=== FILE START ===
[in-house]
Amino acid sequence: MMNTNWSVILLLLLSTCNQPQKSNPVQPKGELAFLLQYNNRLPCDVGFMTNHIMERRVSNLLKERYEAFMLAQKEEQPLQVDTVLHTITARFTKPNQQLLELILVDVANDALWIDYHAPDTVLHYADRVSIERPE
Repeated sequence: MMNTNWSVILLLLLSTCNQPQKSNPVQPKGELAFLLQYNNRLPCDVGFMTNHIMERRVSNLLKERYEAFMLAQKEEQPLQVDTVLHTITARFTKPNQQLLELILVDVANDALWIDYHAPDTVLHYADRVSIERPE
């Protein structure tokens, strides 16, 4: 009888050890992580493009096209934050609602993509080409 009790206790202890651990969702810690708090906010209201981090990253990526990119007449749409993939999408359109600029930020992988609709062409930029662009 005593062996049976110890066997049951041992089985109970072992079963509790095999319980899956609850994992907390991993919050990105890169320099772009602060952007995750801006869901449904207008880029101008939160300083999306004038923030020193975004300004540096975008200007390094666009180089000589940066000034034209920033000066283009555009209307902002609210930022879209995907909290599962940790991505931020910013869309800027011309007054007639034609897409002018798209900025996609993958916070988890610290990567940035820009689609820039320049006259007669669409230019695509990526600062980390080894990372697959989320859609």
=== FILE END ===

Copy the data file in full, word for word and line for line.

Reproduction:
[in-house]
Amino acid sequence: MMNTNWSVILLLLLSTCNQPQKSNPVQPKGELAFLLQYNNRLPCDVGFMTNHIMERRVSNLLKERYEAFMLAQKEEQPLQVDTVLHTITARFTKPNQQLLELILVDVANDALWIDYHAPDTVLHYADRVSIERPE
Repeated sequence: MMNTNWSVILLLLLSTCNQPQKSNPVQPKGELAFLLQYNNRLPCDVGFMTNHIMERRVSNLLKERYEAFMLAQKEEQPLQVDTVLHTITARFTKPNQQLLELILVDVANDALWIDYHAPDTVLHYADRVSIERPE
């Protein structure tokens, strides 16, 4: 009888050890992580493009096209934050609602993509080409 009790206790202890651990969702810690708090906010209201981090990253990526990119007449749409993939999408359109600029930020992988609709062409930029662009 005593062996049976110890066997049951041992089985109970072992079963509790095999319980899956609850994992907390991993919050990105890169320099772009602060952007995750801006869901449904207008880029101008939160300083999306004038923030020193975004300004540096975008200007390094666009180089000589940066000034034209920033000066283009555009209307902002609210930022879209995907909290599962940790991505931020910013869309800027011309007054007639034609897409002018798209900025996609993958916070988890610290990567940035820009689609820039320049006259007669669409230019695509990526600062980390080894990372697959989320859609």